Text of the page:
The Chief Justice of Nigeria, Walter Onnoghen, has cautioned judges against allowing technicalities stand in the way of dispensing justice in the country.
Mr. Onnoghen made the remark on Monday in Abuja when he declared open the 2017 National Energy Workshop for Judges.
He said that judges must not allow technicalities to stand in the way of justice in order to sustain public confidence in the judiciary.
He said that the use of Alternative Dispute Resolution (ADR) would engender timely disposition of cases and encouraged the judges to adopt it.
The CJN noted that the theme of the workshop: “Law and the Changing Face of Petroleum and Power Sectors in Nigeria”, was relevant in the light of the developments in the international energy market.
He said that the workshop would enlighten the judges on global best practices in confronting the challenges that might arise in the power and petroleum sectors.
“Some of the notable challenges faced are in the areas of taxes, rebates, royalties, demand for corporate social responsibility and environmental disputes which require the courts to adjudicate.”
Mr. Onnoghen, however, noted that conflicting judgments were a necessary part of the judiciary as they helped to strengthen the system.
“Conflicting decisions, unfortunately, are necessary because when you approach a court in Lagos, your facts are stated and the facts of that case are also different in a court in Port Harcourt.
“So, the judge takes a decision based on the facts before him and the law and that is why we have the Court of Appeal who will look at the law and decide,” the CJN said.
He expressed confidence that the workshop would aid the justices and judges in the adjudication and resolution of lingering disputes.
In a keynote address, the Acting President, Yemi Osinbajo, called for measures to speed the “crawling” judicial process in the country.
Mr. Osinbajo, who was represented by the Minister of Petroleum Resources, Ibe Kachikwu, described the slow judicial process in the country as “nightmare for investors.”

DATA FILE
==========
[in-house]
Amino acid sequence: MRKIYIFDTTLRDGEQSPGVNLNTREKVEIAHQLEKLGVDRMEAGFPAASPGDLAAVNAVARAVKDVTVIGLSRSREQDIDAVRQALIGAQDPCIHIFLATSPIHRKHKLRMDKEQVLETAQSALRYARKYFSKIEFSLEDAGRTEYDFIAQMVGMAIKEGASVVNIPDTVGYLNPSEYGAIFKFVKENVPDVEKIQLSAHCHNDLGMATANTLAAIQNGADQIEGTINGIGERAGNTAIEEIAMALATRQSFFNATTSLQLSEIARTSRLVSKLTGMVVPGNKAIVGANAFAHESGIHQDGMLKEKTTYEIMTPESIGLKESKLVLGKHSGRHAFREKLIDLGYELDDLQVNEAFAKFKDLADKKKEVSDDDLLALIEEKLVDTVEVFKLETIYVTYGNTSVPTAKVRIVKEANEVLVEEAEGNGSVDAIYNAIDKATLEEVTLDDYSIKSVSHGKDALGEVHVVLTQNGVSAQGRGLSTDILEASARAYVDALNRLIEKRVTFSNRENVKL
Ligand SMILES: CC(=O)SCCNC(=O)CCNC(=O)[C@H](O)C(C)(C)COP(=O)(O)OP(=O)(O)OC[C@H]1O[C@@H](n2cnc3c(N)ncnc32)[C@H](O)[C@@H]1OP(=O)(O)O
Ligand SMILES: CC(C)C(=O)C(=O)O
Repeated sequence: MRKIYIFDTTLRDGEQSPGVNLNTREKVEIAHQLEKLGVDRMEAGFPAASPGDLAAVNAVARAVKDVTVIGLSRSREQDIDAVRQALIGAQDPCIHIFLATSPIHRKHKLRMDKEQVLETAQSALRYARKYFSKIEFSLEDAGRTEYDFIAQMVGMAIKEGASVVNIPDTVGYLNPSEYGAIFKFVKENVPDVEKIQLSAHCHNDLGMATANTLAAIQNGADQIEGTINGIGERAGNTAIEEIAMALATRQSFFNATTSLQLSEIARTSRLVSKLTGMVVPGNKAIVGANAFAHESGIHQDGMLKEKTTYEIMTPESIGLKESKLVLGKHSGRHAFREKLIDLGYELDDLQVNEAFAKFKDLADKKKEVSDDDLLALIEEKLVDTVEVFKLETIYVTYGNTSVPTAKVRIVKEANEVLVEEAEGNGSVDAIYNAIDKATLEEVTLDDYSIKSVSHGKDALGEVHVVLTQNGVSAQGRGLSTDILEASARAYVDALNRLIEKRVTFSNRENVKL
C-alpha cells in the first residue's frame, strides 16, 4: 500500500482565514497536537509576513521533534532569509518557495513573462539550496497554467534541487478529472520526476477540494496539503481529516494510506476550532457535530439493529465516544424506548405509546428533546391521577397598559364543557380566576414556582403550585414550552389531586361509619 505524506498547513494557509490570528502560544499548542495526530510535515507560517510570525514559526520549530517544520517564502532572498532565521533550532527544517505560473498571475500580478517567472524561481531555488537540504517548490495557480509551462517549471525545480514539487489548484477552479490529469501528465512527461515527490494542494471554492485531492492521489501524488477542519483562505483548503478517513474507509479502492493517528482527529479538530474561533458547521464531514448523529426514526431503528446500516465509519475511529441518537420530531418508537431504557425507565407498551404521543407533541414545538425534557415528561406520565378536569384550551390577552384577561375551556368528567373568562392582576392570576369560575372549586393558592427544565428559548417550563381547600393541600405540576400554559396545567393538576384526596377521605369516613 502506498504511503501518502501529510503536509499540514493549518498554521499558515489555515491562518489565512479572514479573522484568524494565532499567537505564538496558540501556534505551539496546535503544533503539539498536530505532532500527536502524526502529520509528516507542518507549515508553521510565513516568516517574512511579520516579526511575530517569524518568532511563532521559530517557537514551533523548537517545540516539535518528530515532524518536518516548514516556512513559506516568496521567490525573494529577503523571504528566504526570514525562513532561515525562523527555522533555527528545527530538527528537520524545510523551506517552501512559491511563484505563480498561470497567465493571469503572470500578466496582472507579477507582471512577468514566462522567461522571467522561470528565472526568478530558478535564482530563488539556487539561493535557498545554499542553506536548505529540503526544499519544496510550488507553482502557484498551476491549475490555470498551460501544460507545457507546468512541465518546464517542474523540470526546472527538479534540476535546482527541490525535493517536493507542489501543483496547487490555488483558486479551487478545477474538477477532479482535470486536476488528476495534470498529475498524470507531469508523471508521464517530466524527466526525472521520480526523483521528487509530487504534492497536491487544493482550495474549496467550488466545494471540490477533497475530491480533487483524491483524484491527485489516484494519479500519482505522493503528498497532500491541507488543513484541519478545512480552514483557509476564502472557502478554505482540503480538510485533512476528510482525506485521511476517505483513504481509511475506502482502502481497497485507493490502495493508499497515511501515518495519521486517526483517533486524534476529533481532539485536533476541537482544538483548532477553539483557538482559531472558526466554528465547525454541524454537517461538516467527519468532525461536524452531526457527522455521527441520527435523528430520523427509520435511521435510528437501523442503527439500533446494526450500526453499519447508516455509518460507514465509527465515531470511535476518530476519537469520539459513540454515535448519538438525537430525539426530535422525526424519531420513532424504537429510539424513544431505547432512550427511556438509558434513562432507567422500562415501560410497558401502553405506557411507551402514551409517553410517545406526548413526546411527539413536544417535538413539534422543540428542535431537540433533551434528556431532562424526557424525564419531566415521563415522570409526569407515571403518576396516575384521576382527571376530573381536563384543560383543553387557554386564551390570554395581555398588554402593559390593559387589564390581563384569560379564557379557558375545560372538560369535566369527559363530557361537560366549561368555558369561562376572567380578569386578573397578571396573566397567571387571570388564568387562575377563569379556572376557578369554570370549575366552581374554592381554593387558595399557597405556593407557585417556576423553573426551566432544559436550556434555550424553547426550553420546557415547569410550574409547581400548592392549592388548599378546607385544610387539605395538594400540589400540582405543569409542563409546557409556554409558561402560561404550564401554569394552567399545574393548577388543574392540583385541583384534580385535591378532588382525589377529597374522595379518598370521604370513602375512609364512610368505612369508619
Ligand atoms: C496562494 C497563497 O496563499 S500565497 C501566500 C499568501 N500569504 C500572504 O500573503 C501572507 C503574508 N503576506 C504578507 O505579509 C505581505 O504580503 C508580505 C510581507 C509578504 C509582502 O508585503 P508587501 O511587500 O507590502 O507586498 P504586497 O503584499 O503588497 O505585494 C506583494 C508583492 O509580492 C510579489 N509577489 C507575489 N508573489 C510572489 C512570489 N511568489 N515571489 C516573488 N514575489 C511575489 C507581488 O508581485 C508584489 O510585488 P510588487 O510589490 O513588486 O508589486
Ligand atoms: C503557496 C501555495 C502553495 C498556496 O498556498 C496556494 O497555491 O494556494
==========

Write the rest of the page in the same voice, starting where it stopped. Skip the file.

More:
“We need to evolve measures that will speed up the judicial decisions. We also need these decisions not to be too complicated for investors to easily understand,” he said.
The acting president expressed the need to align the decisions of various courts with some level of credibility to avoid complicated decisions from unnecessary “forum shopping”.
“We need to ensure sanctity of international arbitration and judges should be trained in petroleum and energy sectors so that they will be fully equipped to handle the emerging trends in the sector.”
According to him, petroleum and the power sectors provide 80 per cent of Nigeria’s revenue and over 80 per cent of foreign direct investment.
He added that as critical as the sectors were, if the country was not positioned to supply the necessary power essential for driving the economy, the country would not make much progress.
In a goodwill message, the Minister of Power, Works and Housing, Babatunde Fashola, noted that the role of the judiciary in the post-privatisation period was to encourage the sector to grow.
He said that the judiciary is to also hold parties to their contracts and ensure that the regulator does not exceed its mandate and that citizens fulfil their civic obligations.
The News Agency of Nigeria reports that the workshop was organised by the International Institute for Petroleum Energy Law and Policy in collaboration with the National Judicial Institute.
The workshop was organised to draw attention to emerging issues and challenges in the energy sector and to enlighten judges on on-going reforms in the power and energy sectors of the economy. NAN